Jasper Philipsen secured his fourth victory in the Tour de France by winning stage 11 from Clermont-Ferrand to Moulins. In an impressive sprint finish, he outpaced his closest competitor, Dylan Groenewegen of Team Jayco AlUla, in the final 100 meters.
Despite the absence of his reliable teammate Mathieu van der Poel from Alpecin-Deceuninck, who was unable to keep up with the peloton due to illness, the Belgian cyclist displayed great skill in crossing the finish line first. Philipsen had previously triumphed in Bayonne, Nogaro, and Bordeaux stages of the race.
“I can win without Mathieu, but of course he makes it more easy,” Jasper Philipsen said. “I had to find my wheel [to follow] and it’s also finding the space. It’s hectic and dangerous, but I’m happy I could find a good wheel. Groenewegen opened up early, and I could go over [the top].”
The Tour’s defending champion, Jonas Vingegaard (Jumbo-Visma), finished safely in the peloton and retains a 17-second lead over Tadej Pogacar (UAE Team Emirates).
The Last of the Trio
A stage earmarked by the sprinters and the baroudeurs (or breakaway artists) stuck to the script, with a three-man move dominating the proceedings until the last of the trio, Daniel Oss (TotalEnergies) was finally swept up with 13km to race. The speed increased as the riders sped over the Pont Régemortes, bridging the Allier river, despite steady rain falling in the closing kilometres. But Philipsen was always in control and unleashed his power in the final 100m to secure a comfortable victory. He now leads the points classification by 150 points.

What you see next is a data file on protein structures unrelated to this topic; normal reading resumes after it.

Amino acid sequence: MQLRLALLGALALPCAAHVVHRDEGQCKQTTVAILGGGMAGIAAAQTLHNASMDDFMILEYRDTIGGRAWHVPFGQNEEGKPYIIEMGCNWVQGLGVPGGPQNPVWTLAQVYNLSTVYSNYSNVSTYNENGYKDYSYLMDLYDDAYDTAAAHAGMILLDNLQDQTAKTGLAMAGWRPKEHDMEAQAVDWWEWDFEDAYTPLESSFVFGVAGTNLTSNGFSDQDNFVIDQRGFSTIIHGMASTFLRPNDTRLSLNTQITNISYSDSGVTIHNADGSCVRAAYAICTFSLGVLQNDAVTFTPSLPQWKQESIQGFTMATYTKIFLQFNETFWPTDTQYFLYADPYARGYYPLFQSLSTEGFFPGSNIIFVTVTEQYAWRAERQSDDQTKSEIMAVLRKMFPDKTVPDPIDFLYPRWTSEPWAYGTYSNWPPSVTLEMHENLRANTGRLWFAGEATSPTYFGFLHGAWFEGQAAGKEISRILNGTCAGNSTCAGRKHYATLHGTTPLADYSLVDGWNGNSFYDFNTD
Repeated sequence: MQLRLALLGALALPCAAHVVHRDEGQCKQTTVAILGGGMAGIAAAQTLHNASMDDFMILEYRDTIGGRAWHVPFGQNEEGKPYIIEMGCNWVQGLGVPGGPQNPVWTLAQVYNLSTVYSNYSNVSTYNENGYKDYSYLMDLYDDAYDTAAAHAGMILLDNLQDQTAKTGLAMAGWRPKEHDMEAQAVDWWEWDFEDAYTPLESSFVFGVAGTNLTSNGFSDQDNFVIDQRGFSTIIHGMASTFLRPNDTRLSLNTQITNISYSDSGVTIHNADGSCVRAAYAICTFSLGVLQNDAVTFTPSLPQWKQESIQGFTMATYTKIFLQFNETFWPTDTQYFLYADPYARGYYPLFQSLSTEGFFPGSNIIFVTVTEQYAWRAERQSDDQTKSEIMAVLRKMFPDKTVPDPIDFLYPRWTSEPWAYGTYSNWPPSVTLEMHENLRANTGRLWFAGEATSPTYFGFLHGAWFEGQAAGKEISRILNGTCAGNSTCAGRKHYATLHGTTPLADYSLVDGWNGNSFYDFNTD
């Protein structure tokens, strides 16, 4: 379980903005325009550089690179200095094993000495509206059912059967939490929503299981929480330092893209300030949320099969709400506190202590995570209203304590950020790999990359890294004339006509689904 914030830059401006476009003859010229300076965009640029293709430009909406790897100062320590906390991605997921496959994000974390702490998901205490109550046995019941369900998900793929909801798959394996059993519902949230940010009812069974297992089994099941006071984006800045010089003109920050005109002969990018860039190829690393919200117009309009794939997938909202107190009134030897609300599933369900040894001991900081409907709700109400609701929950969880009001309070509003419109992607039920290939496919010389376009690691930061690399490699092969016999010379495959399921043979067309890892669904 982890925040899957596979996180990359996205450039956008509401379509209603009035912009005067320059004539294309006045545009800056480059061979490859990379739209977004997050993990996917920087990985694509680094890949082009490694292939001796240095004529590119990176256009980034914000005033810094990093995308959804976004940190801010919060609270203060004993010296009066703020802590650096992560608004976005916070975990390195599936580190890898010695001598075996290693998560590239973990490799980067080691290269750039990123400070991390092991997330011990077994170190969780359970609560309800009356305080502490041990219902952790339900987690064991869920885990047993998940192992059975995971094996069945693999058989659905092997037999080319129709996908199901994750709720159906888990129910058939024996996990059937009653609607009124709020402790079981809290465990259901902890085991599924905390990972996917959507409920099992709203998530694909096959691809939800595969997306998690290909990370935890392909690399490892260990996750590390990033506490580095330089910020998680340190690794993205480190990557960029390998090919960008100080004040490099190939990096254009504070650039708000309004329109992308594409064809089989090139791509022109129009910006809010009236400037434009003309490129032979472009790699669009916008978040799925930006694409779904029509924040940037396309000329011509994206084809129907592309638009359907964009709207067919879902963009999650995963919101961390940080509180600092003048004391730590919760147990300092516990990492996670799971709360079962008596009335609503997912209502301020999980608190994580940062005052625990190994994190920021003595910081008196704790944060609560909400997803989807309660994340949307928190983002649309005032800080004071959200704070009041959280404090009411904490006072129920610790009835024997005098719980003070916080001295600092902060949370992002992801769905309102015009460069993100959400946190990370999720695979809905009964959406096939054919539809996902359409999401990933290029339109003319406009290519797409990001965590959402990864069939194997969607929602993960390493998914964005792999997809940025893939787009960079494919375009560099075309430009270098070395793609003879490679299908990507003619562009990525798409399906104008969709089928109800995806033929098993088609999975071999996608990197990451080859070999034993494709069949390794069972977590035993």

With the peloton moving steadily towards the Rhone, before crossing towards the Jura and Friday’s next summit finish on the Grand Colombier, speculation continues on how high Yorkshire’s Tom Pidcock can finish in the General Classification. “You can’t say he couldn’t podium,” Rod Ellingworth, the Ineos Grenadiers deputy principal, said. “I think it’s in reach. He’s in that ballpark.”
Pidcock is eighth overall, almost five and a half minutes behind the race leader Vingegaard. Ellingworth said of Pidcock: “He wouldn’t want to lose any more time to the group below the leading two, but I think [a top-three finish] is possible. I definitely think top five is very realistic.
“He’s got that ability to raise his game on the day. You could see that when he won Strade Bianche. All the guys I know who have that ability, who have won Olympic and world titles, they don’t crumble.”
Meanwhile the uncertainty over Mark Cavendish’s future continues, fuelled by the suggestion from his Astana Qazaqstan team that he postpone his planned retirement until the end of 2024, in order to compete in next year’s Tour. According to his sprint consultant and former teammate, Mark Renshaw, Cavendish is now at home in Essex, awaiting surgery on his fractured collarbone. No decision has yet been taken on postponing his retirement, although it is thought that the 38-year-old will wait a couple of months before making a final call on his future.